Copenhagen, Denmark, April 29, 2011 --(PR.com
)-- Sustainable Brazilian forestry management and investment firm Greenwood Management has welcomed the news that lumber prices are growing worldwide. The growth is largely thanks to demand from the Far-East, not the least in China and Japan.
The latest Wood Resource Quarterly report on lumber prices in the first quarter of 2011, showed that global wood consumption is up 20 per cent on the same period a year ago. This follows an overall 18 per cent rise in wood consumption across the whole of 2010 - showing recovery after the 50-year low the market had fallen to in the preceding years.
A spokesperson for Greenwood Management said, "China still has a seemingly insatiable demand for timber as it is vital as a raw material for its massive growth projects. It’s own sawmills can’t keep up with this demand and, as a result, US, South American and Asian timber prices are soaring."Greenwood Management
offers individuals and fund managers the opportunity to invest in existing Brazilian plantations of non-indigenous, sustainable crops used in the timber and charcoal markets domestically and all over the world. Demand from China has driven up returns for investors, Greenwood added.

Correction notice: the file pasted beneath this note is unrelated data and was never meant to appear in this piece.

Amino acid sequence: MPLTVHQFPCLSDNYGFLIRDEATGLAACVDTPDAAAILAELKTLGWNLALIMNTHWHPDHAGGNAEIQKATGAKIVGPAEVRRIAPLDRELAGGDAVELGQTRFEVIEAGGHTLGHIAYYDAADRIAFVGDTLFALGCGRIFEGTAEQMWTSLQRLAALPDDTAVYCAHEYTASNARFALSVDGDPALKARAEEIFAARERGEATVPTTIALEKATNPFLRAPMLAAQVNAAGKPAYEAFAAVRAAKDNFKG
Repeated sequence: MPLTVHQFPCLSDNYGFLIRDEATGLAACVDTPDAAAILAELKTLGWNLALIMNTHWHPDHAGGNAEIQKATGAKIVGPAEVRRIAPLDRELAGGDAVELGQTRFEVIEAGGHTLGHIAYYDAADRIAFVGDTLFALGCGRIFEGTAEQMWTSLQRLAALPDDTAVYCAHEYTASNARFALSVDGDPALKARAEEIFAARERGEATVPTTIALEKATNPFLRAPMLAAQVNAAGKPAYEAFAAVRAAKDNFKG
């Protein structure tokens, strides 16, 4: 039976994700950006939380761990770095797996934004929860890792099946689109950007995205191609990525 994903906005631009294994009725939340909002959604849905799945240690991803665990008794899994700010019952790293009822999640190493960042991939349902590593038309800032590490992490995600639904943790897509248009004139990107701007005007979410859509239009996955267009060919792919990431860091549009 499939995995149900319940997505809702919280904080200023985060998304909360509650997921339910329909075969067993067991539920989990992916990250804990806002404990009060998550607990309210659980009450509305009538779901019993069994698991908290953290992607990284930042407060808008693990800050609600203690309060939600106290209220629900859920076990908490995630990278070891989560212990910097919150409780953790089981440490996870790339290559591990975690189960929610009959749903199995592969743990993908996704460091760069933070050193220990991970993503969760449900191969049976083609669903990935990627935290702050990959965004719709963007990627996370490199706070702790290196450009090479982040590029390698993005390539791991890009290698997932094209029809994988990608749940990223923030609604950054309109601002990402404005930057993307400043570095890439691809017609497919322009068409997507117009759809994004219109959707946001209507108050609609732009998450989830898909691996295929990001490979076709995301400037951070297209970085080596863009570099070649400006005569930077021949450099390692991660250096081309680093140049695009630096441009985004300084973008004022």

Increased demand from China has seen the country’s imports of timber rise from two million cubic meters in 2006 to 9.4 million cubic meters last year. Forestry investors will be glad to hear that this trend is not about to slow down. The latest Wood Resource Quarterly figures show Chinese imports of timber in the first quarter of 2011 were 32 per cent higher than during the same period in 2010.
Now, wood prices in Asia, North America and Europe are at their highest levels for ten months, according to the quarterly review.
In addition to the rise in demand from China, all the major markets for timber increased imports last year. The US remains the biggest importer of timber and increased the amount imported by seven per cent, while Japan has increased imports by 15 per cent. The demand for timber in Japan is likely to continue to rise as it sets about the task of rebuilding homes and businesses in the wake of its devastating earthquake and tsunami earlier this year.
"All the signs point towards another strong year for the global forestry industry," stated Greenwood’s spokesperson.
He added, "We believe that investing in ethical forestry projects in emerging markets is a great way to support countries like Brazil while making the most of this much-anticipated growth period in the forestry industry."